Alangea, D. O., Aryeetey, R. N., Gray, H. L., Laar, A. K., & Adanu, R. M. (2018)
Understanding dietary patterns in the study of diet-disease relationships is crucial for designing dietary behaviour interventions. This study aimed to determine associations between dietary patterns and background characteristics among school age children (9–15 years) in Ghana.
A cross-sectional sample of 487 urban-dwelling children age 9–15 years was recruited using simple random sampling from 24 schools (12 private and 12 public) in the Ga-East Municipality in Southern Ghana. A 7-day food frequency questionnaire was used to record children’s consumption of over 100 unique food items. Principal component analyses based on 14 food groups was used to describe emerging dietary patterns (DP). BMI-for-age z-scores segregated by sex were derived using WHO Anthro plus software. Linear regression was used to test associations between ‘diet factor’ scores, and weight status controlling for age.
Four DPs were identified that explained 53.2% of variation in the diets of children: (1) energy dense; (2) starchy root staple and vegetables; (3) cereal-grain staples and poultry; and (4) fish & seafoods. Energy dense DP characterised by processed meat, fried foods, and sugary foods was associated with child overweight/obese status after controlling for age, sex, SES and school type [F(5, 484) = 6.868, p < 0.001]. Starchy root with vegetable DP was negatively associated with overweight/obese status, private school attendance and higher SES after controlling for age at bivariate level. However, relationship between ‘starchy root staples and vegetables’ DP and overweight/obese status lost significance after controlling for other covariates.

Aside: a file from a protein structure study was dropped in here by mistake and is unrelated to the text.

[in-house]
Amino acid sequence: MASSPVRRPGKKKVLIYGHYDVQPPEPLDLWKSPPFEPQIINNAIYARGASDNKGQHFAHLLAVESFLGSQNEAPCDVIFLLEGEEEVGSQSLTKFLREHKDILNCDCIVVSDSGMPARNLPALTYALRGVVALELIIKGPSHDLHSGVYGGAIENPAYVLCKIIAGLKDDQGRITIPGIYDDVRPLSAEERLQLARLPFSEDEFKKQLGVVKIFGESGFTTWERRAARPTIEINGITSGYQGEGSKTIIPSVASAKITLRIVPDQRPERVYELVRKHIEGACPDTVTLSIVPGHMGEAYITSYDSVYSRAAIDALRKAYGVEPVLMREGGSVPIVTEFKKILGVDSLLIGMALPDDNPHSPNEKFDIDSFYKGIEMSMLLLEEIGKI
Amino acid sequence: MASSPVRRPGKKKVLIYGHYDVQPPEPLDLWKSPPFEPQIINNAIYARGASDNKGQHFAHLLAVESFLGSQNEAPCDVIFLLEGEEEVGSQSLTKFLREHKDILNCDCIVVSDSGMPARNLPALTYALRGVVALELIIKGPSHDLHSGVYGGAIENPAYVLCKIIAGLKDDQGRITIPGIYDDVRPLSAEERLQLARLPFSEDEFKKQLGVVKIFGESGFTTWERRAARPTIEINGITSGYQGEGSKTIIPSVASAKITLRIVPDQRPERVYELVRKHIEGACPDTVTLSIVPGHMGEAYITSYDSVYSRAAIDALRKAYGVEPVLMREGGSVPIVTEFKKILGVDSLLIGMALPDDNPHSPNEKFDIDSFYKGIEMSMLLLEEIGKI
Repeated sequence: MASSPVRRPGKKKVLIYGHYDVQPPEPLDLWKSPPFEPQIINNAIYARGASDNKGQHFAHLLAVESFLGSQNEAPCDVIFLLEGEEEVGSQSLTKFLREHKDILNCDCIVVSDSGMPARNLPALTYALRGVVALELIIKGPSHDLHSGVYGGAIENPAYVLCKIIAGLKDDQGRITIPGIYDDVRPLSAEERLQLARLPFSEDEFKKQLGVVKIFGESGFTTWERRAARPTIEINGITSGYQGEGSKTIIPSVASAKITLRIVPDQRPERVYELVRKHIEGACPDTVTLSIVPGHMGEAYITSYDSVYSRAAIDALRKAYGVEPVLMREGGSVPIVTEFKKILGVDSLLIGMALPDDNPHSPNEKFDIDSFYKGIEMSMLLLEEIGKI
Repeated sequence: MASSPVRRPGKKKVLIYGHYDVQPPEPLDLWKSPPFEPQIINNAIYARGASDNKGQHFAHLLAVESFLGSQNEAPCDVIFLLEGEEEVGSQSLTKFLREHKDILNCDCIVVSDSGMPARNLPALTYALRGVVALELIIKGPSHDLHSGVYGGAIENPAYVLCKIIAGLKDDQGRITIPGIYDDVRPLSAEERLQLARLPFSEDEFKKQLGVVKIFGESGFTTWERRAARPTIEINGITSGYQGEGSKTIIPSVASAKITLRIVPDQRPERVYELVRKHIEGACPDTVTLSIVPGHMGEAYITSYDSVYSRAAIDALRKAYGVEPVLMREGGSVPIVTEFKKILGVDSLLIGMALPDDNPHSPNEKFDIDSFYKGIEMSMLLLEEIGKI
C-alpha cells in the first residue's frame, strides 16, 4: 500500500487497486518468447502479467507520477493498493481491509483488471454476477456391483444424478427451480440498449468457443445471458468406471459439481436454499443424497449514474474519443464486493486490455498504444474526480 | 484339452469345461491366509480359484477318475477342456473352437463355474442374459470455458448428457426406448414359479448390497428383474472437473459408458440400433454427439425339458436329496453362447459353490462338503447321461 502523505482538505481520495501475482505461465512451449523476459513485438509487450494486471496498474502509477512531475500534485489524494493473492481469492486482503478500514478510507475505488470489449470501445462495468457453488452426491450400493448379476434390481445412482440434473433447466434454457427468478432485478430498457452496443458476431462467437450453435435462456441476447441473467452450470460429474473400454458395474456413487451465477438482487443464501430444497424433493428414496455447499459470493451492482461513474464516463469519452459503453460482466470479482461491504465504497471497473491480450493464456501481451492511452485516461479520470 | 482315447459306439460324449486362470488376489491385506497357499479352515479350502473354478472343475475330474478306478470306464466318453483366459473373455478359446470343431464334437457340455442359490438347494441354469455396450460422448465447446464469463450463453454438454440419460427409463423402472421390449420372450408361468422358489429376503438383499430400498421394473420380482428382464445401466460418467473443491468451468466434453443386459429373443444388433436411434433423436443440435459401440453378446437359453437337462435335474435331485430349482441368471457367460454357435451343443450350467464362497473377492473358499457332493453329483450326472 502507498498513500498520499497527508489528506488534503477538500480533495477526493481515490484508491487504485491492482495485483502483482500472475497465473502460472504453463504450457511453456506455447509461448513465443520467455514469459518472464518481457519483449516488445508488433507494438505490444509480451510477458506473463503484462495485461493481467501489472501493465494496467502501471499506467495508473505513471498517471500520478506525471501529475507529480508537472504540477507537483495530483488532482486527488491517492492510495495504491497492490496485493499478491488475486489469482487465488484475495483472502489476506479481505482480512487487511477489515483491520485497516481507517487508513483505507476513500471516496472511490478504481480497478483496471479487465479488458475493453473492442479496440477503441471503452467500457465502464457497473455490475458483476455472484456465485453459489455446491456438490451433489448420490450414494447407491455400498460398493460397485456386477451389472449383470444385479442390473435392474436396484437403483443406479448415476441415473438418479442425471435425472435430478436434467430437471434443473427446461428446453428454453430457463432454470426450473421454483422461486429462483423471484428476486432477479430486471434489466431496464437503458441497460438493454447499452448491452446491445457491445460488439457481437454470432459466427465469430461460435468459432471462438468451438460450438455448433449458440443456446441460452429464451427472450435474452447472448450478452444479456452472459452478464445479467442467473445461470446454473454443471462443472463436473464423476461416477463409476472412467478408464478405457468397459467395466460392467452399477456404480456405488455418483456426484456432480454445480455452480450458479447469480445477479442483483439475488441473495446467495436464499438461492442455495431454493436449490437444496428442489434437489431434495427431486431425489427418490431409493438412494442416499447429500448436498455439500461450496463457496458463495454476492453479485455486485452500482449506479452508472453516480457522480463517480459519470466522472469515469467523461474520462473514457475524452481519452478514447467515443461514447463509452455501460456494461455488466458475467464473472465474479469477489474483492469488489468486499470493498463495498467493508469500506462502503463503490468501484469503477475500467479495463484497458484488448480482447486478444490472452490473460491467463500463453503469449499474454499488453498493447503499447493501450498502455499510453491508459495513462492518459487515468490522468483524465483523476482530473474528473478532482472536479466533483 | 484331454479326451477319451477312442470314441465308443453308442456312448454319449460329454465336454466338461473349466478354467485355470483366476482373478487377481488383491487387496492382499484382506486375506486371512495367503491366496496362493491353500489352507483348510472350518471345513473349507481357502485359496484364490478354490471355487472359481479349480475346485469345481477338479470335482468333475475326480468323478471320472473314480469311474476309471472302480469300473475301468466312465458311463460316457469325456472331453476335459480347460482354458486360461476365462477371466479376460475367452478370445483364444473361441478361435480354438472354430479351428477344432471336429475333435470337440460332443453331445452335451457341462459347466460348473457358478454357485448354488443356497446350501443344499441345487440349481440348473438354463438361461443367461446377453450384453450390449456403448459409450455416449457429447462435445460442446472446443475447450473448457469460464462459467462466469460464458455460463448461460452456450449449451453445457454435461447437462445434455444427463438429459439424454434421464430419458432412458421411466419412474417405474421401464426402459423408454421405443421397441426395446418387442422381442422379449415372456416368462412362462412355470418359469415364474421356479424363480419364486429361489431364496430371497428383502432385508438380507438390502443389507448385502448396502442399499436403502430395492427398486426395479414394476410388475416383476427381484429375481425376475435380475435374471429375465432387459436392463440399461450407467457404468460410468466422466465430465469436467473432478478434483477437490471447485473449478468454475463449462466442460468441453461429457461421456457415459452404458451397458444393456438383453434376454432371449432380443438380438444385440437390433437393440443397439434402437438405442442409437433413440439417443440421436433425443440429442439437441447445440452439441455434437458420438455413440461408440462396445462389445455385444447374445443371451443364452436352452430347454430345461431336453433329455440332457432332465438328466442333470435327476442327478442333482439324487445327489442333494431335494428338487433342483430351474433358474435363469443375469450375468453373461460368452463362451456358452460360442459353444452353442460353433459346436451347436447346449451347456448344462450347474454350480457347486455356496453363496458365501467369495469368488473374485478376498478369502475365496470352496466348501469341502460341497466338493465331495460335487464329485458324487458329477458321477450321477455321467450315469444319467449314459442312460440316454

Our data identified energy-dense dietary pattern to be significantly associated with childhood overweight and obesity. Targeted dietary messages are required to address energy-dense dietary patterns among school-age children.